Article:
Etymologists trace the term “guys” to the historical figure Guy Fawkes. It’s evolved from the name of one man who attempted to assassinate King James I in 1605 to an informal address for a group of people in contemporary American English.
But when used to address your colleagues, it’s a gendered greeting that could be sending signals about who is ― and isn’t ― included in your workplace.
The Case Against Using “Hey, Guys”
The problem with “guys” is that it is a “masculine word,” according to Amy Jeffers, an organizational development specialist in diversity, equity and inclusion. There are better alternatives, such as “Hey, everyone” or “Hey, folks” that are not gender-assuming, Jeffers added.
Sociologist Sherryl Kleinman wrote an essay in the journal Qualitative Sociology against terms such as “you guys” in 2002, pointing out that they reinforce a language that already privileges men. Kleinman cited words such as chairman, postman and freshman as other examples.
”‘Get over it,’ some people say,” she wrote. “Those words are generic. They apply to everyone. But then how come so-called generics are always male?”
GLSEN, an education organization that advocates for policies designed to protect LGBTQ students and students of marginalized identities, advised defaulting to gender-neutral language such as “friends,” “folks,” “all” or “y’all” rather than “brothers and sisters” or “guys,” “ladies,” “ma’am” or “sir.”
Wednesday, July 8, 2020
Douglas Branson, Gender Diversity, Diversity Fatigue, and Shifting the Focus, 87 Geo. Wash. U. L. Rev. 1061 (2019)
The women’s movement has been with us for approximately 50 years. Women are airline pilots, police officers, engineers, fire fighters, physicians, and veterinarians. By contrast, the progress to corporate senior executive positions has been paltry, in fits and starts, at best in baby steps. Ascendant males would tell you that women have made no business case for increasing the number of female executives. In response, this Article contends that the focus, exclusively upon women themselves, is all wrong. The focus should be on corporations themselves, the employers, and not exclusively on aspiring women. Beyond lip service, corporations have done little, throwing a few dollars at STEM programs that may lead to a first or second position, but not to leadership roles. Information technology empirical studies show that of the measly 4.8% of executive positions women hold, only two are held by women with STEM degrees. All of the remaining 25 female executives have law or business degrees with MBAs predominating. The tech industry attempts to crowd out women completely, by hiring males from foreign countries who enter the United States with H1-B visas that allow them to stay for six years and often permanently. It is high time for corporations themselves to undertake concrete steps of the nature with which this Article concludes.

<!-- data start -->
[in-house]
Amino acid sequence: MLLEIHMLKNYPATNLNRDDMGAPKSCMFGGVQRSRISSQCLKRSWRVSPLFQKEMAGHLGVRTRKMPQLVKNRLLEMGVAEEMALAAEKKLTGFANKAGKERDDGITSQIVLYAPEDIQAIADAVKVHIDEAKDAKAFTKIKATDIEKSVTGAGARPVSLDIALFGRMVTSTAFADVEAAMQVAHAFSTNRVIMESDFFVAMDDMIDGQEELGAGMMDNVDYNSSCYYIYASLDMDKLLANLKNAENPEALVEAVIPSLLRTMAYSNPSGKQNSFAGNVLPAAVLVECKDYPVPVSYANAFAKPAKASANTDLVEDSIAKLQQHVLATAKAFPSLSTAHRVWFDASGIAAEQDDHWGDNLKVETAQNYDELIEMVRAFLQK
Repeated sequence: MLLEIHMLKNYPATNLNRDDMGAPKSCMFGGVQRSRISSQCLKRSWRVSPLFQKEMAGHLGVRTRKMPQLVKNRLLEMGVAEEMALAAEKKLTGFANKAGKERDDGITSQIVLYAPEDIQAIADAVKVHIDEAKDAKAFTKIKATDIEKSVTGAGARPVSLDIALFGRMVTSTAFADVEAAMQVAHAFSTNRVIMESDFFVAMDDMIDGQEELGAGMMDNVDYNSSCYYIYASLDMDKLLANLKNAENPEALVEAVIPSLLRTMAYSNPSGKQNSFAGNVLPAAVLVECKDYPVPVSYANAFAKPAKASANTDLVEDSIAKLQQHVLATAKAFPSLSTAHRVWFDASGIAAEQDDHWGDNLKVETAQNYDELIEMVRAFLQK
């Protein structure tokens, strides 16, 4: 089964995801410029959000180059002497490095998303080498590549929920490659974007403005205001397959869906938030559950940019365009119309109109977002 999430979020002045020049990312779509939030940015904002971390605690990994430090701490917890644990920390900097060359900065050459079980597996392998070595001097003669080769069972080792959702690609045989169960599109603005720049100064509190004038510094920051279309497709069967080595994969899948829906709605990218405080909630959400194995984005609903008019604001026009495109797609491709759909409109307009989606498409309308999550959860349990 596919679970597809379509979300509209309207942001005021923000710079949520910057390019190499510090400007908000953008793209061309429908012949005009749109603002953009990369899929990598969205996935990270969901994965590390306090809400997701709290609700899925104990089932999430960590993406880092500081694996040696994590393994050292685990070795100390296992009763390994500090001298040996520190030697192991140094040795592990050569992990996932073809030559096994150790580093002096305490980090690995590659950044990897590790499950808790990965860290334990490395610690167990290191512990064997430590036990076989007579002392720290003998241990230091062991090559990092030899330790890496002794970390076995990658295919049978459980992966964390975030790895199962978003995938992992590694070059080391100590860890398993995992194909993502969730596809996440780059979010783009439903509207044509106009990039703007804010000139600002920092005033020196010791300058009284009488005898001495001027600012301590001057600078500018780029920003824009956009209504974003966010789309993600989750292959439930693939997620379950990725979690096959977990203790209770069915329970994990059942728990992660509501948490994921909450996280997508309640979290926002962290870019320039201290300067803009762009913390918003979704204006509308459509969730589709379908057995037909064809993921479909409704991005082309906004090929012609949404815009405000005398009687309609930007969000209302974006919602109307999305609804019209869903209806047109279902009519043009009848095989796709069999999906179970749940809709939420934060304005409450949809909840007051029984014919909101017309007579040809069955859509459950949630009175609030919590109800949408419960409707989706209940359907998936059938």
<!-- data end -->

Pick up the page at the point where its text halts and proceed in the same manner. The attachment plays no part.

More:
See also Douglas Branson, The Future of Tech is Female (2018)
The Future of Tech is Female considers the paradoxes involved in women’s ascent to leadership roles, suggesting industry-wide solutions to combat gender inequality. Drawing upon 15 years of experience in the field, Douglas M. Branson traces the history of women in the information technology industry in order to identify solutions for the issues facing women today. Branson explores a variety of solutions such as mandatory quota laws for female employment, pledge programs, and limitations on the H1-B VISA program, and grapples with the challenges facing women in IT from a range of perspectives.
Branson unpacks the plethora of reasons women should hold leadership roles, both in and out of this industry, concluding with a call to reform attitudes toward women in one particular IT branch, the video and computer gaming field, a gateway to many STEM futures. An invaluable resource for anyone invested in gender equality in corporate governance, The Future of Tech is Female lays out the first steps toward a more diverse future for women in tech leadership
Tuesday, July 7, 2020
Deborah Rhode, #MeToo: Why Now? What Next?, Duke L. J. (2019)